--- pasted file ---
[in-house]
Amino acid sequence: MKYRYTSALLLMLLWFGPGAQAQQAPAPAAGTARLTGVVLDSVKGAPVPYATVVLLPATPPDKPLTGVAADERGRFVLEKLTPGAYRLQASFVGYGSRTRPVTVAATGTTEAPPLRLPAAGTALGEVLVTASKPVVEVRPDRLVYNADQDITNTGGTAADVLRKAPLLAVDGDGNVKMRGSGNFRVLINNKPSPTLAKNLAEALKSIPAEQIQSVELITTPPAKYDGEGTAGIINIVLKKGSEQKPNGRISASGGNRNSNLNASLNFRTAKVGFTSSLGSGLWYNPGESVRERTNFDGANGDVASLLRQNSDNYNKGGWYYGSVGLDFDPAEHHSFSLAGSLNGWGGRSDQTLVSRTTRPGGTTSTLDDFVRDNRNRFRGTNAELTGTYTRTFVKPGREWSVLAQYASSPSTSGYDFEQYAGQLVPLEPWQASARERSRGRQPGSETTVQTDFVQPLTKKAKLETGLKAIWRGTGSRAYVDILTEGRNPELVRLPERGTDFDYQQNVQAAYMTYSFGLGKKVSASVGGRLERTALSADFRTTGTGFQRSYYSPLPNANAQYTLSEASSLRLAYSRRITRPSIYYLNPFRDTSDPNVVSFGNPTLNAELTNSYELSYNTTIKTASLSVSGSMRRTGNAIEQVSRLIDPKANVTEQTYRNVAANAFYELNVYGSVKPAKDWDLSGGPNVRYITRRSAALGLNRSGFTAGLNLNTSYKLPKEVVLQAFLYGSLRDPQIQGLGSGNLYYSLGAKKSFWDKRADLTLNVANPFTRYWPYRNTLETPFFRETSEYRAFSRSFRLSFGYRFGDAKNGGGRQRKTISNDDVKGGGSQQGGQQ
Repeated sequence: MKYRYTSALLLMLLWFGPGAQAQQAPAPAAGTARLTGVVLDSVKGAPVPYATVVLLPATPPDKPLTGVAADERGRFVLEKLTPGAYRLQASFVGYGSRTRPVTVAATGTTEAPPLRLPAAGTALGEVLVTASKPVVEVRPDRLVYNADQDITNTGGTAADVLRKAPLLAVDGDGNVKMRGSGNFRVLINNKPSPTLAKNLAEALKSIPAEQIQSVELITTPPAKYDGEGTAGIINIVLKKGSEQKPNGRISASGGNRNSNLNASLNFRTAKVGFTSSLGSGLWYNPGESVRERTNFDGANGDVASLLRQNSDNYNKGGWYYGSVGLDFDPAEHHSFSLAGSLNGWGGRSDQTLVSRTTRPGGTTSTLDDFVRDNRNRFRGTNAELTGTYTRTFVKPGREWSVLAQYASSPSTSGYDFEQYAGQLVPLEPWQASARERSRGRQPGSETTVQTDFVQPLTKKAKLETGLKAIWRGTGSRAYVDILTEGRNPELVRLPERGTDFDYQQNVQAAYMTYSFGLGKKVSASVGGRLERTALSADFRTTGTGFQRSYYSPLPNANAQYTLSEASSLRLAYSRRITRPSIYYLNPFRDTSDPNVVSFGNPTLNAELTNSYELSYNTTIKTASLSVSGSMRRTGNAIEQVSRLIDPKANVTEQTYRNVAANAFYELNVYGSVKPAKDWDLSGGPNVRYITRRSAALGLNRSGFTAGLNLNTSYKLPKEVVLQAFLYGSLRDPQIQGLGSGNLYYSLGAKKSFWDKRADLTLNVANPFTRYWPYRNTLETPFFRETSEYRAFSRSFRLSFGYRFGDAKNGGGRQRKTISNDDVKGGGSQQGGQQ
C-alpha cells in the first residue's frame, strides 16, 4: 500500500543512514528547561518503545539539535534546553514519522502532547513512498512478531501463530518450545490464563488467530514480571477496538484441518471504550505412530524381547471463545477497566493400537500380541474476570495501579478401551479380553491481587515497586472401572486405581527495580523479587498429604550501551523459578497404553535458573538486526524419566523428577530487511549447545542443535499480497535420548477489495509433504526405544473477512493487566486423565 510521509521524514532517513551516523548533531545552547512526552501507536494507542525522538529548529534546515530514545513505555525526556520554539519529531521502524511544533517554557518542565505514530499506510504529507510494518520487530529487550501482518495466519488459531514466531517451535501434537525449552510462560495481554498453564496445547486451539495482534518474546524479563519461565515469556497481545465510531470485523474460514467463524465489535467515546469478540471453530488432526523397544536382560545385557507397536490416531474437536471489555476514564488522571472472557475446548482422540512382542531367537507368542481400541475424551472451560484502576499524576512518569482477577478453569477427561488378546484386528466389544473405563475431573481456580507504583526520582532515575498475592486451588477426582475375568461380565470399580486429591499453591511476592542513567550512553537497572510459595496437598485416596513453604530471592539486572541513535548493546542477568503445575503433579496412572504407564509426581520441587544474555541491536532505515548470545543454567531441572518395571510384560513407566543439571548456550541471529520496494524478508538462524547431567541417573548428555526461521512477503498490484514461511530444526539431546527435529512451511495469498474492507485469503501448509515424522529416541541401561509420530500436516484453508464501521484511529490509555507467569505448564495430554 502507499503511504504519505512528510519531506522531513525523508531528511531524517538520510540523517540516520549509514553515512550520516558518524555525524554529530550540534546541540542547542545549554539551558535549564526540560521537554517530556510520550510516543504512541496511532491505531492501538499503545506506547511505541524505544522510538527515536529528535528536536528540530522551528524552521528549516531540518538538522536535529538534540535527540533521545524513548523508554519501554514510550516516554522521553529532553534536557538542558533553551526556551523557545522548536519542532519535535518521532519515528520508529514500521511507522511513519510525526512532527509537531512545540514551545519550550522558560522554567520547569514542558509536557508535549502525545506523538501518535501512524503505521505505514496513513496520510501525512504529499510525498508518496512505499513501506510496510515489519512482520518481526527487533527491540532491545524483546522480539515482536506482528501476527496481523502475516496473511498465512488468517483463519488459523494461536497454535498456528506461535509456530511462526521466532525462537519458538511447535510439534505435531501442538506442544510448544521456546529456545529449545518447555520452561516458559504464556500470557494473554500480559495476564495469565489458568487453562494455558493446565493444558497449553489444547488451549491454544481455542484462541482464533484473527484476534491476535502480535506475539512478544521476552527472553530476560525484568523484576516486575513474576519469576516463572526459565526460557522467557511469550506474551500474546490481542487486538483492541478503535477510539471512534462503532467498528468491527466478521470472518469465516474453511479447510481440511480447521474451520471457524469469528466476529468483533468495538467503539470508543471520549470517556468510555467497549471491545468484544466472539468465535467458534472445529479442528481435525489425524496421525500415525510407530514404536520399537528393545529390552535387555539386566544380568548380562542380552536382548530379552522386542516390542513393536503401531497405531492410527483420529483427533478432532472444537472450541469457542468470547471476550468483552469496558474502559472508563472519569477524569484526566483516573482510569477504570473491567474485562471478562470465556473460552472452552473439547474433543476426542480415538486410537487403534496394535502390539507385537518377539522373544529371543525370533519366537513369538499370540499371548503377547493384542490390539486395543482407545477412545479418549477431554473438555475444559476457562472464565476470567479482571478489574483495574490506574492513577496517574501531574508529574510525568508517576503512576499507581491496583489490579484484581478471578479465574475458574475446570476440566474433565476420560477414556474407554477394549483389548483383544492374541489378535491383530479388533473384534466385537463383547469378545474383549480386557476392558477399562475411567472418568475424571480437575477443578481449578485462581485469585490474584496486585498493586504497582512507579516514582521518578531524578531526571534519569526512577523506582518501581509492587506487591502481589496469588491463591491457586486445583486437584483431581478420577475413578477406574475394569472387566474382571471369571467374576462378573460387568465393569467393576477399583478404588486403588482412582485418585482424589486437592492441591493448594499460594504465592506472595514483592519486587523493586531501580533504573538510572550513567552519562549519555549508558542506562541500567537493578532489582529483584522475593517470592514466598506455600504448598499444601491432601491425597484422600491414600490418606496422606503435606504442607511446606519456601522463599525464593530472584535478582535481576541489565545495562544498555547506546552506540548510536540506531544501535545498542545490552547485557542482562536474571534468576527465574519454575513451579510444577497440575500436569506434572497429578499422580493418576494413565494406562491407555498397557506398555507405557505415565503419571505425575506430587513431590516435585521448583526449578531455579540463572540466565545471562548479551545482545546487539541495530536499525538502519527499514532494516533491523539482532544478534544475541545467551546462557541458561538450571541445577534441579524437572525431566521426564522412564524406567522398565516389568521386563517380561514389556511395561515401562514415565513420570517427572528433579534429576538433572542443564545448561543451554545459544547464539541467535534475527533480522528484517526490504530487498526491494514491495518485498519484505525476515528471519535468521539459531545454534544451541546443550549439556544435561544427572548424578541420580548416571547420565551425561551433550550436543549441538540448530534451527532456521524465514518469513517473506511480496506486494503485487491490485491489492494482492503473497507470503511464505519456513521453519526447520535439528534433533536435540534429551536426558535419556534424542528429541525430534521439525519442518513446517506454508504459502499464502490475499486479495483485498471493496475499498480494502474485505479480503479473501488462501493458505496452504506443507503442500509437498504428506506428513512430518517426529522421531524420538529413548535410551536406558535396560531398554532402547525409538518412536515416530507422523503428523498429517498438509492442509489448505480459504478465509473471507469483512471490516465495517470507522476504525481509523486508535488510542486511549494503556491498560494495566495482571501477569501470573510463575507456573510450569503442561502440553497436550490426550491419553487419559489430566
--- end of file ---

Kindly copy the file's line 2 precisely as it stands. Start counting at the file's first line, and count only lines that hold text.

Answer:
Amino acid sequence: MKYRYTSALLLMLLWFGPGAQAQQAPAPAAGTARLTGVVLDSVKGAPVPYATVVLLPATPPDKPLTGVAADERGRFVLEKLTPGAYRLQASFVGYGSRTRPVTVAATGTTEAPPLRLPAAGTALGEVLVTASKPVVEVRPDRLVYNADQDITNTGGTAADVLRKAPLLAVDGDGNVKMRGSGNFRVLINNKPSPTLAKNLAEALKSIPAEQIQSVELITTPPAKYDGEGTAGIINIVLKKGSEQKPNGRISASGGNRNSNLNASLNFRTAKVGFTSSLGSGLWYNPGESVRERTNFDGANGDVASLLRQNSDNYNKGGWYYGSVGLDFDPAEHHSFSLAGSLNGWGGRSDQTLVSRTTRPGGTTSTLDDFVRDNRNRFRGTNAELTGTYTRTFVKPGREWSVLAQYASSPSTSGYDFEQYAGQLVPLEPWQASARERSRGRQPGSETTVQTDFVQPLTKKAKLETGLKAIWRGTGSRAYVDILTEGRNPELVRLPERGTDFDYQQNVQAAYMTYSFGLGKKVSASVGGRLERTALSADFRTTGTGFQRSYYSPLPNANAQYTLSEASSLRLAYSRRITRPSIYYLNPFRDTSDPNVVSFGNPTLNAELTNSYELSYNTTIKTASLSVSGSMRRTGNAIEQVSRLIDPKANVTEQTYRNVAANAFYELNVYGSVKPAKDWDLSGGPNVRYITRRSAALGLNRSGFTAGLNLNTSYKLPKEVVLQAFLYGSLRDPQIQGLGSGNLYYSLGAKKSFWDKRADLTLNVANPFTRYWPYRNTLETPFFRETSEYRAFSRSFRLSFGYRFGDAKNGGGRQRKTISNDDVKGGGSQQGGQQ